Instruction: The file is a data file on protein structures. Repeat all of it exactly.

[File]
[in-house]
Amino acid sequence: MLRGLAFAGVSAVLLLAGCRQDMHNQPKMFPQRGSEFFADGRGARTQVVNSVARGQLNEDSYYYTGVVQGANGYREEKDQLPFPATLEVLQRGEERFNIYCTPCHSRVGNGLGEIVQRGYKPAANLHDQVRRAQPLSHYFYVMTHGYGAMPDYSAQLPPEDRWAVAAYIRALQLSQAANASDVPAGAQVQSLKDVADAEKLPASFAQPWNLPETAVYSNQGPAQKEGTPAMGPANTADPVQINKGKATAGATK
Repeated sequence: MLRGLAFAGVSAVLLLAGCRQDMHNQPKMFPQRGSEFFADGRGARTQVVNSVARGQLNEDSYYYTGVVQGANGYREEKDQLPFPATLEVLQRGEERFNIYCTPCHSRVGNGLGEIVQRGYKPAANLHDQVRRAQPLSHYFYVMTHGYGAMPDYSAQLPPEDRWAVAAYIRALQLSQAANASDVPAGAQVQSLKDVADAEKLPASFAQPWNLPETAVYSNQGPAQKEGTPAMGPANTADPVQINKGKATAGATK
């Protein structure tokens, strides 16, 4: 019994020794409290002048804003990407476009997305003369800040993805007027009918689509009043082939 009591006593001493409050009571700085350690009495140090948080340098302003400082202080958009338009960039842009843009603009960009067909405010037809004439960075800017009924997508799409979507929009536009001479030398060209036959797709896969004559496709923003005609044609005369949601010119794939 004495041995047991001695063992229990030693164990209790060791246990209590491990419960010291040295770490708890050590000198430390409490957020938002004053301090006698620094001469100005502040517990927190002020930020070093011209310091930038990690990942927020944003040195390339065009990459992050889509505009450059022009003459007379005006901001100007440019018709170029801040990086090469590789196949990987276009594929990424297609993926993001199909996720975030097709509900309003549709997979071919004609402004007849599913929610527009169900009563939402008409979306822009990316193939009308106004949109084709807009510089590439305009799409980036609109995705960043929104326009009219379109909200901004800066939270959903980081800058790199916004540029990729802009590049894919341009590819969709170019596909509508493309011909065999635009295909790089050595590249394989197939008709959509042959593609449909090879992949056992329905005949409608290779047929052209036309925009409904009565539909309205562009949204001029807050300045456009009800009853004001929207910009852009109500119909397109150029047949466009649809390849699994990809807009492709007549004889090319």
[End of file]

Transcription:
[in-house]
Amino acid sequence: MLRGLAFAGVSAVLLLAGCRQDMHNQPKMFPQRGSEFFADGRGARTQVVNSVARGQLNEDSYYYTGVVQGANGYREEKDQLPFPATLEVLQRGEERFNIYCTPCHSRVGNGLGEIVQRGYKPAANLHDQVRRAQPLSHYFYVMTHGYGAMPDYSAQLPPEDRWAVAAYIRALQLSQAANASDVPAGAQVQSLKDVADAEKLPASFAQPWNLPETAVYSNQGPAQKEGTPAMGPANTADPVQINKGKATAGATK
Repeated sequence: MLRGLAFAGVSAVLLLAGCRQDMHNQPKMFPQRGSEFFADGRGARTQVVNSVARGQLNEDSYYYTGVVQGANGYREEKDQLPFPATLEVLQRGEERFNIYCTPCHSRVGNGLGEIVQRGYKPAANLHDQVRRAQPLSHYFYVMTHGYGAMPDYSAQLPPEDRWAVAAYIRALQLSQAANASDVPAGAQVQSLKDVADAEKLPASFAQPWNLPETAVYSNQGPAQKEGTPAMGPANTADPVQINKGKATAGATK
């Protein structure tokens, strides 16, 4: 019994020794409290002048804003990407476009997305003369800040993805007027009918689509009043082939 009591006593001493409050009571700085350690009495140090948080340098302003400082202080958009338009960039842009843009603009960009067909405010037809004439960075800017009924997508799409979507929009536009001479030398060209036959797709896969004559496709923003005609044609005369949601010119794939 004495041995047991001695063992229990030693164990209790060791246990209590491990419960010291040295770490708890050590000198430390409490957020938002004053301090006698620094001469100005502040517990927190002020930020070093011209310091930038990690990942927020944003040195390339065009990459992050889509505009450059022009003459007379005006901001100007440019018709170029801040990086090469590789196949990987276009594929990424297609993926993001199909996720975030097709509900309003549709997979071919004609402004007849599913929610527009169900009563939402008409979306822009990316193939009308106004949109084709807009510089590439305009799409980036609109995705960043929104326009009219379109909200901004800066939270959903980081800058790199916004540029990729802009590049894919341009590819969709170019596909509508493309011909065999635009295909790089050595590249394989197939008709959509042959593609449909090879992949056992329905005949409608290779047929052209036309925009409904009565539909309205562009949204001029807050300045456009009800009853004001929207910009852009109500119909397109150029047949466009649809390849699994990809807009492709007549004889090319």